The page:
Using alternative reagents: Reagents are needed to transform the starting molecules into a target substance. Reagents are not necessarily consumed and are often recycled, but can still bear harm to people and environment exposed to the process. At this point, a chemist must balance the criteria of chemical efficiency and availability with potential hazards. This practice taps into green chemistry principles #2, 4, and 5.
Using alternative solvents: Solvents are a very common focusing point because a wide range of syntheses are performed in the liquid media. Many of the currently used solvents are volatile organic compounds. Many of those are responsible for air quality problems (smog, etc.) when released to air. While the traditional organic solvents are easily available, well characterized, and regulated, there is a push for alternative systems that are more environmentally benign in the long run – aqueous solvents, ionic liquids, immobilized solvents, supercritical fluids, etc. (Principle #5) The choice of an alternative solvent requires careful and specific analysis, which determines if the new process would be as efficient or as cost-effective. How such trade-offs are resolved is discussed later in this lesson.
Changing target product: Chemistry is function oriented – the target chemical is needed to perform a certain function or possess certain properties. This avenue is related to the search of the alternative final product, which may require radical change in the way synthesis is done (Principle #3). Through chemical research, it is possible to identify those parts of a molecule that provide the chemical with a desired function as well as those parts that provide toxicity. Maximizing the former and minimizing the latter is a worthy challenge for chemical design.
Process monitoring: Real time measurements (sensing) of process parameters and concentrations sometimes provide valuable information and hints how the process should be tuned to avoid adverse effects or risk (Principle #11). Also, process monitoring may open avenues for making the process more cost-effective.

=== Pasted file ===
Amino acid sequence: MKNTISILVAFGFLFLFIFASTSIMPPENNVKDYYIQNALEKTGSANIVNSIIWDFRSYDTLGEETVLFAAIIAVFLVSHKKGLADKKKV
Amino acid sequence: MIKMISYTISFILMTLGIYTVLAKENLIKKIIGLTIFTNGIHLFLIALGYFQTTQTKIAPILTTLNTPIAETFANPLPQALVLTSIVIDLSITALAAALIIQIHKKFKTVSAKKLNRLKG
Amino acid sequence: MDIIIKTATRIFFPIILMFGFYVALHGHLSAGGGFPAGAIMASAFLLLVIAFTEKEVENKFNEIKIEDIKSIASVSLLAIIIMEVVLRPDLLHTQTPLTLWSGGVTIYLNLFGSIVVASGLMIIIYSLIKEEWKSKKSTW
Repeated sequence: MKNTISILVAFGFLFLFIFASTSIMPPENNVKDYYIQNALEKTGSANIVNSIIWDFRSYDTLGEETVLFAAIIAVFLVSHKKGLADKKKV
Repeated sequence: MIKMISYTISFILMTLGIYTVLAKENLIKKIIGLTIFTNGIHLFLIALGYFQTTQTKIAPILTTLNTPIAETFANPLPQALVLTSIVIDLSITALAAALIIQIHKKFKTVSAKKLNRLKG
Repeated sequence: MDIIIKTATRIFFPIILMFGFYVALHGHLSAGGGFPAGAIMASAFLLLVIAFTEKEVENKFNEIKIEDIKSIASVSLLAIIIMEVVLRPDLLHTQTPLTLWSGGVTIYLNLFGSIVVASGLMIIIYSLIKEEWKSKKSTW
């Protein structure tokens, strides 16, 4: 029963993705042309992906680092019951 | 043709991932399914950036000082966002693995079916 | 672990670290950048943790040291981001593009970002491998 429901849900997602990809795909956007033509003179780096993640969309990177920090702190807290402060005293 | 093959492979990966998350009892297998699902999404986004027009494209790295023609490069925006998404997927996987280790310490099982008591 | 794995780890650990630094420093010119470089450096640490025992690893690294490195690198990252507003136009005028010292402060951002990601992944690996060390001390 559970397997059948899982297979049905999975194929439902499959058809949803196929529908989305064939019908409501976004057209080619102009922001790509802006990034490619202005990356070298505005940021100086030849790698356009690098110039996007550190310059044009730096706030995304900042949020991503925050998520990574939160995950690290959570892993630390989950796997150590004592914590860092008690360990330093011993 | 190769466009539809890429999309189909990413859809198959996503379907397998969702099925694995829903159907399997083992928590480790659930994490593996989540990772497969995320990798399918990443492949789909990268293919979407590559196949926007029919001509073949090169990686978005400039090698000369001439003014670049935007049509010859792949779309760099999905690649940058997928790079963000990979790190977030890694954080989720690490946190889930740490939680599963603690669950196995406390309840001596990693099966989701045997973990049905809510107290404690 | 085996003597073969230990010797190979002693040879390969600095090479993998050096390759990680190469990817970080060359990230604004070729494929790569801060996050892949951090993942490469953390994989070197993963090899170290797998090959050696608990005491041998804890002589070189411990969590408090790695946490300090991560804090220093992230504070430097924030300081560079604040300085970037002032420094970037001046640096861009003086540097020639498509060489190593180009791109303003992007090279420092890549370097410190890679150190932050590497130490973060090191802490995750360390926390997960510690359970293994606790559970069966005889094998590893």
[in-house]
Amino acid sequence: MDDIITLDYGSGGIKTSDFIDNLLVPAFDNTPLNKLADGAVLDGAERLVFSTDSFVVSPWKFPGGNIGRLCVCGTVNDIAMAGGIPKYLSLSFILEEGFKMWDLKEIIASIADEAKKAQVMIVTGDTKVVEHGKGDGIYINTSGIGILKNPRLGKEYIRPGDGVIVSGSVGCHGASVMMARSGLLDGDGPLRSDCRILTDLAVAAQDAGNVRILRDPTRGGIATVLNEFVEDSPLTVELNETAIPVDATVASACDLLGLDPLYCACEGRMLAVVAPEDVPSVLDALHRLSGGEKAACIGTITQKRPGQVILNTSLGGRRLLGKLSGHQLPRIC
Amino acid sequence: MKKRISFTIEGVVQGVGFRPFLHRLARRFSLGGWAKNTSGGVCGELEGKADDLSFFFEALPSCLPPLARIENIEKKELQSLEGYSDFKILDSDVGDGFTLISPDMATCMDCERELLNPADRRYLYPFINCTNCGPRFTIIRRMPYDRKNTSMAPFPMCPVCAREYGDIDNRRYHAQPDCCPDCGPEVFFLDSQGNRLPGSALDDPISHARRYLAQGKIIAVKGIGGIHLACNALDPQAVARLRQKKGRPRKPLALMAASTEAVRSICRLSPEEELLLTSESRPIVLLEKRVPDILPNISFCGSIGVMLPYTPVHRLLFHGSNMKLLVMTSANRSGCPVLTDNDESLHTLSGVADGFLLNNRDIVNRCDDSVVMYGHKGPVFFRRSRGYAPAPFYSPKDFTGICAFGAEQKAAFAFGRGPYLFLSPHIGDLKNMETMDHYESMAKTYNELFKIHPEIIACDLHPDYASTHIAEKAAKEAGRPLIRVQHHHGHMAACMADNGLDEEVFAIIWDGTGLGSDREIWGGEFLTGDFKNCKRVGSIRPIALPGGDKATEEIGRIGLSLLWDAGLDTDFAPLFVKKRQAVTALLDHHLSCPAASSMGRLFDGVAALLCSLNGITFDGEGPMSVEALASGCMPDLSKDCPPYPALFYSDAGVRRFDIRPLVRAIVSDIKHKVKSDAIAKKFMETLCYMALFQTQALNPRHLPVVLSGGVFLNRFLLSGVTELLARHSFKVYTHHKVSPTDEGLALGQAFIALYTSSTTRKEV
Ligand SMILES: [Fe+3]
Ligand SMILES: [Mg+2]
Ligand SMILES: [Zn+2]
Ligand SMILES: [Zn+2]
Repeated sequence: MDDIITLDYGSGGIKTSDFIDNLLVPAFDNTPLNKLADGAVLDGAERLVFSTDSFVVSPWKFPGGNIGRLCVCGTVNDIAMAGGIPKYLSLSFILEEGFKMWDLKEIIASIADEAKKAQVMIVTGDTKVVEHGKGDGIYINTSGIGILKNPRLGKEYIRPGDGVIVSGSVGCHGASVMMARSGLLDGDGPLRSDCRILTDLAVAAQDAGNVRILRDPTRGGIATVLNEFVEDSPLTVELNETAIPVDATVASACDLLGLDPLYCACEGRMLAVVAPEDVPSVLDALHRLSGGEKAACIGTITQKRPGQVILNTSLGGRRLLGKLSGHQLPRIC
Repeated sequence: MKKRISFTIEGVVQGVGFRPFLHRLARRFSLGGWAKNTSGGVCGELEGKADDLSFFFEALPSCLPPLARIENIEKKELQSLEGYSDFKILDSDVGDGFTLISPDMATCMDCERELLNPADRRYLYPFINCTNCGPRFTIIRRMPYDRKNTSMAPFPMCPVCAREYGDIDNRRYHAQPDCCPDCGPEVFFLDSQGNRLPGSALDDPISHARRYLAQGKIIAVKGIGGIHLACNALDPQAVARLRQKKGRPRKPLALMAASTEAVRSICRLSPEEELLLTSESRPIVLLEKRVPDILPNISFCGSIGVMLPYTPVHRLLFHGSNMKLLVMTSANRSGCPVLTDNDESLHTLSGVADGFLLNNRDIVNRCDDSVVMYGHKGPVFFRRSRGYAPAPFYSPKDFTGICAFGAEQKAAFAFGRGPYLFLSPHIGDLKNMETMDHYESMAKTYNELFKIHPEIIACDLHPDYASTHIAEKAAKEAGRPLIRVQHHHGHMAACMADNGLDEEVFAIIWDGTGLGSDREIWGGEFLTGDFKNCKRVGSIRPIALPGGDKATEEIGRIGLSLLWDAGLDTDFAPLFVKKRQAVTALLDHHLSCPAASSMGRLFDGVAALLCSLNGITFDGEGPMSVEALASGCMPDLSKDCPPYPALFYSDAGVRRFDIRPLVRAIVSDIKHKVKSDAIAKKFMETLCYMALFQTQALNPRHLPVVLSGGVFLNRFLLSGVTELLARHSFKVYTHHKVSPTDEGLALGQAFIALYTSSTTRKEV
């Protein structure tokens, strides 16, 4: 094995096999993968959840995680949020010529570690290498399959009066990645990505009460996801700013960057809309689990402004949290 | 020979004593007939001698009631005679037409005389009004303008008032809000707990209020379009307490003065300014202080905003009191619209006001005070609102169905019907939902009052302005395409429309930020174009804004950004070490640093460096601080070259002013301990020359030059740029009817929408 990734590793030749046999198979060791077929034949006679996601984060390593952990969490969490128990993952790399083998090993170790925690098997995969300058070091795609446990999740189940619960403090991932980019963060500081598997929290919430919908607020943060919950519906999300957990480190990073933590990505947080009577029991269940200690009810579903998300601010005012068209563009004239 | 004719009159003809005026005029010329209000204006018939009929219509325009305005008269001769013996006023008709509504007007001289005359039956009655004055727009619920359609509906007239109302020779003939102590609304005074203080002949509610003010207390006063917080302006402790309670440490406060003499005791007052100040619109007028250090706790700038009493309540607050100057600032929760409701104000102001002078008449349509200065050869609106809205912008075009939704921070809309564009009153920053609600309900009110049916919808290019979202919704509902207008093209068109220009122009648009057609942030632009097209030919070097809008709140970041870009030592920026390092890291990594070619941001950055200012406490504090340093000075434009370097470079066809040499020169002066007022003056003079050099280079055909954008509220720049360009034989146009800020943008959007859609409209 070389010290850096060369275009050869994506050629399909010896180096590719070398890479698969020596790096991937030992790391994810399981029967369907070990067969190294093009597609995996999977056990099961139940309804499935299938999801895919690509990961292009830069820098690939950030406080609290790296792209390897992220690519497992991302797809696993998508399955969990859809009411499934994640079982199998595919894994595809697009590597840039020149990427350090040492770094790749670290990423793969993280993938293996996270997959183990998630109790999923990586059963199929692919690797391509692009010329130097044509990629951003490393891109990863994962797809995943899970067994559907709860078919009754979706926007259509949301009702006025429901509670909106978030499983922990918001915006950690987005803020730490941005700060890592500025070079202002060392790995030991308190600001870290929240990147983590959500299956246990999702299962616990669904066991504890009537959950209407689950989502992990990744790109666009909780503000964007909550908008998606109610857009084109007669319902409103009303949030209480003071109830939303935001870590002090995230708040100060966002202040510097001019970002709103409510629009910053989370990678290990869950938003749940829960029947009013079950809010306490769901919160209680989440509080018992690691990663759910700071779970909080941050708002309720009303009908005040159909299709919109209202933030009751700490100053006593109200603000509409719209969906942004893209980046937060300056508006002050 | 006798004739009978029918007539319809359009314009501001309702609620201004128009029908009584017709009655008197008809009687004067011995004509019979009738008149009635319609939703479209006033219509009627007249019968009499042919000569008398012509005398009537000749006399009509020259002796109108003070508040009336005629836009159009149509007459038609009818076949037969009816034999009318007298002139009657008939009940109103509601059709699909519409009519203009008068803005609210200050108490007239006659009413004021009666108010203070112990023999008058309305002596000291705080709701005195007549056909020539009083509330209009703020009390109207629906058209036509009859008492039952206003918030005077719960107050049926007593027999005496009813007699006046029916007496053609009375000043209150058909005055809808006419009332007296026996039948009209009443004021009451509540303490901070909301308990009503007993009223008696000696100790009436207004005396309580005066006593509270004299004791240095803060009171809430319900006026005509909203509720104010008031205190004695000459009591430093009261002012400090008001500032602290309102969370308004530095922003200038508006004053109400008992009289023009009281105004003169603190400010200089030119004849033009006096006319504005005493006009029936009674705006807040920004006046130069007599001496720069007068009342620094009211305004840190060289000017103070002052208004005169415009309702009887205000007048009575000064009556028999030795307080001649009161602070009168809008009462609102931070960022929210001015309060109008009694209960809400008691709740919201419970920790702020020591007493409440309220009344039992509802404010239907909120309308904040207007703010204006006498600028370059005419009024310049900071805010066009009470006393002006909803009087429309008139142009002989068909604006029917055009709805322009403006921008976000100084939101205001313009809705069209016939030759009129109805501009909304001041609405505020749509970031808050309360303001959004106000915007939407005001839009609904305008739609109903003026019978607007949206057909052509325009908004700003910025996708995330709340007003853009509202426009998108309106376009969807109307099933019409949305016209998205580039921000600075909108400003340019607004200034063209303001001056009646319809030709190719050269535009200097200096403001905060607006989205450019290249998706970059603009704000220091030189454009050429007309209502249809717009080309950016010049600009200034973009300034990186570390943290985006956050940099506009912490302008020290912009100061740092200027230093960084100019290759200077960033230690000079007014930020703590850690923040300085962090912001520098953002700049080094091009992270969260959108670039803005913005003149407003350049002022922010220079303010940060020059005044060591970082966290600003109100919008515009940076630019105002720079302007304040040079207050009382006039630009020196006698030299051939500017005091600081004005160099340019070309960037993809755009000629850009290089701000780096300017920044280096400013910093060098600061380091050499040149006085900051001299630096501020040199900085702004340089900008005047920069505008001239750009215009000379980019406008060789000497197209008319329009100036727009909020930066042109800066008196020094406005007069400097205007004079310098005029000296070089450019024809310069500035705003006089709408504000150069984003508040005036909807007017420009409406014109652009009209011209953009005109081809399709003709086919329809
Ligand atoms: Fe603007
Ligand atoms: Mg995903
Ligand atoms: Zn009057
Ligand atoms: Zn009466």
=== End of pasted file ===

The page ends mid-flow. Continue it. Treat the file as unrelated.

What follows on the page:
Alternative catalysis: Catalysis bears enormous benefits, not only from the standpoint of technical efficiency. Environmental benefit results from the use of a much smaller amount of reagents in catalyzed reactions, which otherwise would contribute to the waste stream. Using less chemicals is also economically profitable. It should be noted, though, that many classes of catalysis (e.g., heavy metals) are very toxic. Hence, the challenge of alternative catalysis is to develop environmentally benign options (Principle #9).
As you can see, most of these measures are oriented towards reducing hazard in the first place. Eliminating, minimizing, or neutralizing toxic components at earlier stages of the process allows for more relaxed exposure control at later stages. Item 5 is more universal, as sensing can help monitor and control both toxicity and exposure at both inlet and outlet of the chemical system.
The green chemistry principles are also important as guidance for designing metrics for chemical technology evaluation. Some examples of those metrics are discussed further in section 4.3.
Supplemental Reading - Want to learn more about green chemistry principles?
Anastas, P. T., Warner, J. Green Chemistry: Theory and Practice; Oxford University Press: London, 1998.
This book provides more explanation on the green chemistry principle and desired impacts, overviews the methods to design safer chemicals, and describes a handful of good examples of how the green chemistry principles are implemented in real-life scenarios. This book is not a required reading, but is recommended as a resource for design sustainability assessment of green chemistry projects.